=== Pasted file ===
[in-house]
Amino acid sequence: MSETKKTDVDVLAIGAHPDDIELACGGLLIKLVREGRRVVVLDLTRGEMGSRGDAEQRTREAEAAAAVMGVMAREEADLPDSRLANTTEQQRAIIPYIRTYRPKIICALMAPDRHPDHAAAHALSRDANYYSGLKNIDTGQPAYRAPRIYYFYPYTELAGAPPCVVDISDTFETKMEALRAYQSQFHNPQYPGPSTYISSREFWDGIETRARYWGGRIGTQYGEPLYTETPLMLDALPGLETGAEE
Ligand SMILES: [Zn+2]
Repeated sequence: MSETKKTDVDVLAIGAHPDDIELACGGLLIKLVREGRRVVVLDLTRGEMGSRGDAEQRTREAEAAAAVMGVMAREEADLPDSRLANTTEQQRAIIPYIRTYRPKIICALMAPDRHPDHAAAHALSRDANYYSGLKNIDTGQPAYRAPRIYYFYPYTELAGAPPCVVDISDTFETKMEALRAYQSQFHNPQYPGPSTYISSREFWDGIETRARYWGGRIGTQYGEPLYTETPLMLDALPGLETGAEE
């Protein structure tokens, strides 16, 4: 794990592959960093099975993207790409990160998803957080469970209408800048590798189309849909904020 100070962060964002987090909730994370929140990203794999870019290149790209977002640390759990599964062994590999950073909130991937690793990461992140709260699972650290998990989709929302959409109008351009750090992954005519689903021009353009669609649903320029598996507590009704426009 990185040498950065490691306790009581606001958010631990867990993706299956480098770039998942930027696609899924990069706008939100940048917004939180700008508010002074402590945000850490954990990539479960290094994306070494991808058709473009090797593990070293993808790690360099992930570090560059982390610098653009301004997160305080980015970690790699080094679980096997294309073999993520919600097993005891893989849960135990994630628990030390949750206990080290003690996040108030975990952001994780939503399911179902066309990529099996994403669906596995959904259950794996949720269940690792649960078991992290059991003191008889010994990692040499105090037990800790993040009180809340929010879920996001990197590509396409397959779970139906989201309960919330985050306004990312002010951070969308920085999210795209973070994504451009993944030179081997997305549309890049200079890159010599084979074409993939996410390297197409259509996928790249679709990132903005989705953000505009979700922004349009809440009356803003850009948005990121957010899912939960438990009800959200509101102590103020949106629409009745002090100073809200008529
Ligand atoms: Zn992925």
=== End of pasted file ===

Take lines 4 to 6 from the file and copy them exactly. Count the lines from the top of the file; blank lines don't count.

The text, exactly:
Repeated sequence: MSETKKTDVDVLAIGAHPDDIELACGGLLIKLVREGRRVVVLDLTRGEMGSRGDAEQRTREAEAAAAVMGVMAREEADLPDSRLANTTEQQRAIIPYIRTYRPKIICALMAPDRHPDHAAAHALSRDANYYSGLKNIDTGQPAYRAPRIYYFYPYTELAGAPPCVVDISDTFETKMEALRAYQSQFHNPQYPGPSTYISSREFWDGIETRARYWGGRIGTQYGEPLYTETPLMLDALPGLETGAEE
């Protein structure tokens, strides 16, 4: 794990592959960093099975993207790409990160998803957080469970209408800048590798189309849909904020 100070962060964002987090909730994370929140990203794999870019290149790209977002640390759990599964062994590999950073909130991937690793990461992140709260699972650290998990989709929302959409109008351009750090992954005519689903021009353009669609649903320029598996507590009704426009 990185040498950065490691306790009581606001958010631990867990993706299956480098770039998942930027696609899924990069706008939100940048917004939180700008508010002074402590945000850490954990990539479960290094994306070494991808058709473009090797593990070293993808790690360099992930570090560059982390610098653009301004997160305080980015970690790699080094679980096997294309073999993520919600097993005891893989849960135990994630628990030390949750206990080290003690996040108030975990952001994780939503399911179902066309990529099996994403669906596995959904259950794996949720269940690792649960078991992290059991003191008889010994990692040499105090037990800790993040009180809340929010879920996001990197590509396409397959779970139906989201309960919330985050306004990312002010951070969308920085999210795209973070994504451009993944030179081997997305549309890049200079890159010599084979074409993939996410390297197409259509996928790249679709990132903005989705953000505009979700922004349009809440009356803003850009948005990121957010899912939960438990009800959200509101102590103020949106629409009745002090100073809200008529
Ligand atoms: Zn992925």